Far more interesting than punk, far more satirical than they ever were political, far more important than their relatively brief time on top would ever indicate, the Clash richly deserved just this kind of exploration.
Because they helped define their era, then became hostage to it. Yes, even as The Rise and Fall of the Clash outlines the notable disagreements on the direction of the Clash, and their issues with drugs and with fame, the truth of the matter is they fell because they grew up. And that may be one of the most interesting things of all about the Clash.
Like many of the greatest rock bands, the Clash came together with what Mick Jones calls “a mixture of luck and fortunate timing.” And yet, punk slowly but surely became nothing more than an influence. There was wit, there was emotion, there were great truths. But the Clash, like so many rebels before them, grew past their working-class roots, past their youth, past their moment.
As such, The Rise and Fall of the Clash, due on April 29, 2014 via Shout! Factory, begins with a searing heat bubbling up old photographs of the band. They came in hot, burned ever so brightly, and then they were gone — all within less than a decade.
“We hadn’t really thought about it, when we were going for it — what it would actually be like,” Jones admits now. “We didn’t have any plans … Basically, we were fed up with each other, by that time. So, we we’d have enough, and we’d gotten on our own trips. It wasn’t the same. When we were all together, at the start, we were like: ‘C’mon, guys. We can do this.’ You know, blindly going forward. Then we did do it, and we started to fall apart.”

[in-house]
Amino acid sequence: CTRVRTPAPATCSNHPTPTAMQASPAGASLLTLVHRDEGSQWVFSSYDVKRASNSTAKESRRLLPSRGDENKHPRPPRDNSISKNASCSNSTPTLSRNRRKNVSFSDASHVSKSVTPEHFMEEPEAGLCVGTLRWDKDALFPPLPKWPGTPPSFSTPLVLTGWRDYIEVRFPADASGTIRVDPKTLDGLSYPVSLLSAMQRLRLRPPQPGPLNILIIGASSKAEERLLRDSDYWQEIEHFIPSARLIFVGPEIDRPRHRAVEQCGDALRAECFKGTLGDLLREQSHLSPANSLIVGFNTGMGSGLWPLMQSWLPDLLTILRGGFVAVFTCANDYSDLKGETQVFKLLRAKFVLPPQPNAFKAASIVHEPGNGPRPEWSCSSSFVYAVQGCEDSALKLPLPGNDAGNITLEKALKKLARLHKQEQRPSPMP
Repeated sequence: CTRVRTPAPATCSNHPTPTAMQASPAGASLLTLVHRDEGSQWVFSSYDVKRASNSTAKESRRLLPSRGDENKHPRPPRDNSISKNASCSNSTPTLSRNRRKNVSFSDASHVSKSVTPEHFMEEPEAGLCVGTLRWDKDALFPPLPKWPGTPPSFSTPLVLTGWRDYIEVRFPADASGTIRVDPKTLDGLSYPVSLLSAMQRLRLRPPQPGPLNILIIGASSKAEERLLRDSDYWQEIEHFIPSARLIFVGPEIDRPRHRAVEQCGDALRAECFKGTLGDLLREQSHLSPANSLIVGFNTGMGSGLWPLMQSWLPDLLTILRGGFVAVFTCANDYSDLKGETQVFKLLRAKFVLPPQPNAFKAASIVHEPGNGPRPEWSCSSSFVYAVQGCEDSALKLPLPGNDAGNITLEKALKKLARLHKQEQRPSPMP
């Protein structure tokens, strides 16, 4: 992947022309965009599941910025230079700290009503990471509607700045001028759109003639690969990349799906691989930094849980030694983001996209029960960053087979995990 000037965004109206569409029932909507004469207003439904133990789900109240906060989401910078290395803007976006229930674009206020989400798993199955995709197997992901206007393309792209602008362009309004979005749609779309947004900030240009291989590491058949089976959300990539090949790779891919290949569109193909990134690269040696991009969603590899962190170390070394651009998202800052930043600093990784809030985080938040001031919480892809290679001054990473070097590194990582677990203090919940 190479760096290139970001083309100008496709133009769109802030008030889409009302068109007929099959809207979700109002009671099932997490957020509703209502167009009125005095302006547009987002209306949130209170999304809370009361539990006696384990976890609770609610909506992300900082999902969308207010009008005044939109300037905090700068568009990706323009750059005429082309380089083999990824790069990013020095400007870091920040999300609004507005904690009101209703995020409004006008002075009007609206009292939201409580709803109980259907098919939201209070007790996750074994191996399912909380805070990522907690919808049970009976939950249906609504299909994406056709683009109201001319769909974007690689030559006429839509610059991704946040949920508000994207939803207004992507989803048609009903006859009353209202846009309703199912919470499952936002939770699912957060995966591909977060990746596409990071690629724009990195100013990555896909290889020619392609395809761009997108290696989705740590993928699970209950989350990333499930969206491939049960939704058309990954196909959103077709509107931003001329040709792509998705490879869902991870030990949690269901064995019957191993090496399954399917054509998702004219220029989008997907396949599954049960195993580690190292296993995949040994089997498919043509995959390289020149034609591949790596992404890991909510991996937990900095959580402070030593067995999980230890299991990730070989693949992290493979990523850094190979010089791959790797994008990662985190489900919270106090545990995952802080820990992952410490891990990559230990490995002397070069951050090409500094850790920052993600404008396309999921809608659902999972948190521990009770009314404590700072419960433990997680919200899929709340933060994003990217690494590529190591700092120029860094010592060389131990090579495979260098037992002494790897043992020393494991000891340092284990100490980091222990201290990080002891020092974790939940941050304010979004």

Manager Bernard Rhodes (like Malcolm McLaren or Brian Epstein before him) was instrumental in helping the band sort out its early image. But Topper Headen, Jones, Paul Simonon and the late Joe Strummer took it from there — creating a pair of turn-of-the-1980s classics in London Calling and Sandinista! during a notable absence. Rhodes returned, just before 1982’s Combat Rock broke in America, but by then, things had already begun to turn.
Jones, after visiting New York, became interested in hip hop. “I would get on their nerves, a little bit — because I was so enthusiastic about it,” Jones says. Strummer retreated into his earliest rockabilly influences. Meanwhile, Rhodes was pushing for more of a commercial bent on the next record. Ultimately, Glyn Johns had to be called in to help finish the mix. Everything had become about the enterprise, as it will.
They suddenly were playing stadiums, as far away as the Clash could be from their hard, angry club days. “By that time,” Jones laments, “we’d stopped talking to each other.” All that was left was the roar of the crowd.
So, when Headon — who Strummer once dubbed “the engine room” — suddenly was ousted, it perhaps wasn’t a surprise. The move was credited to Headon’s increased drug use, which was impacting his music making. “If you can’t do, you can’t do it,” Jones said. But by the time 1985’s deeply disappointing, more electronic finale Cut the Crap arrived, Jones was gone, too.
Strummer had been struggling to keep the band to its roots, while Jones was in the middle of a high-profile relationship with the model. But, as everybody but Strummer knew, it was too late for that. The Clash, after all, memorably served a stint opening for the Who — this hulking dinosaur of rock that they’d once been horrified by. Punk music was about rebellion, about being an outsider, being young. All of that was over, completely over.
Strummer eventually quit, too, and Rhodes made an attempt at rebuilding the Clash once more. But the emotional connection was gone, and they would have been even if Headon, Jones and Strummer were still there. The Clash, this film makes clear, were a moment in time — and that moment, by the mid-1980s, had passed. “Much later on, you think I would have done it different,” Jones admits. “And you may have done it different, but I don’t think the outcome would have been any different — even if you had. Because it’s inevitable.”